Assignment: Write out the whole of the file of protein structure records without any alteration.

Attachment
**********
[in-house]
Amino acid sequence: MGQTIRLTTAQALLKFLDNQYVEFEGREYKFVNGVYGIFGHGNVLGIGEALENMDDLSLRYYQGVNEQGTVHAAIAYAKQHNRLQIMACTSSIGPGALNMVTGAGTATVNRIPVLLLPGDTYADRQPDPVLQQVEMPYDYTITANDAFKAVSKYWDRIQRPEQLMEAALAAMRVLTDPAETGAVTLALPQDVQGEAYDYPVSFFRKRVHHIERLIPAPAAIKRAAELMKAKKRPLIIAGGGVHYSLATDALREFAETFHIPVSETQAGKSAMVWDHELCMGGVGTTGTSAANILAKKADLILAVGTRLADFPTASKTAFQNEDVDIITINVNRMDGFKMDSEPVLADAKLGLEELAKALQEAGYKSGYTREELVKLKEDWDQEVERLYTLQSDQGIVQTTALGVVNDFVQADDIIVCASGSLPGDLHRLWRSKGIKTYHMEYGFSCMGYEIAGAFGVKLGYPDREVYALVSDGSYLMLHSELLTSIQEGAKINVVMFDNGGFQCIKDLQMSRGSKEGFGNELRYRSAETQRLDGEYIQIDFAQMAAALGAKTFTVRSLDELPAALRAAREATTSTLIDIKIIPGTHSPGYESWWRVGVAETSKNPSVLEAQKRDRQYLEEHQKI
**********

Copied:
[in-house]
Amino acid sequence: MGQTIRLTTAQALLKFLDNQYVEFEGREYKFVNGVYGIFGHGNVLGIGEALENMDDLSLRYYQGVNEQGTVHAAIAYAKQHNRLQIMACTSSIGPGALNMVTGAGTATVNRIPVLLLPGDTYADRQPDPVLQQVEMPYDYTITANDAFKAVSKYWDRIQRPEQLMEAALAAMRVLTDPAETGAVTLALPQDVQGEAYDYPVSFFRKRVHHIERLIPAPAAIKRAAELMKAKKRPLIIAGGGVHYSLATDALREFAETFHIPVSETQAGKSAMVWDHELCMGGVGTTGTSAANILAKKADLILAVGTRLADFPTASKTAFQNEDVDIITINVNRMDGFKMDSEPVLADAKLGLEELAKALQEAGYKSGYTREELVKLKEDWDQEVERLYTLQSDQGIVQTTALGVVNDFVQADDIIVCASGSLPGDLHRLWRSKGIKTYHMEYGFSCMGYEIAGAFGVKLGYPDREVYALVSDGSYLMLHSELLTSIQEGAKINVVMFDNGGFQCIKDLQMSRGSKEGFGNELRYRSAETQRLDGEYIQIDFAQMAAALGAKTFTVRSLDELPAALRAAREATTSTLIDIKIIPGTHSPGYESWWRVGVAETSKNPSVLEAQKRDRQYLEEHQKI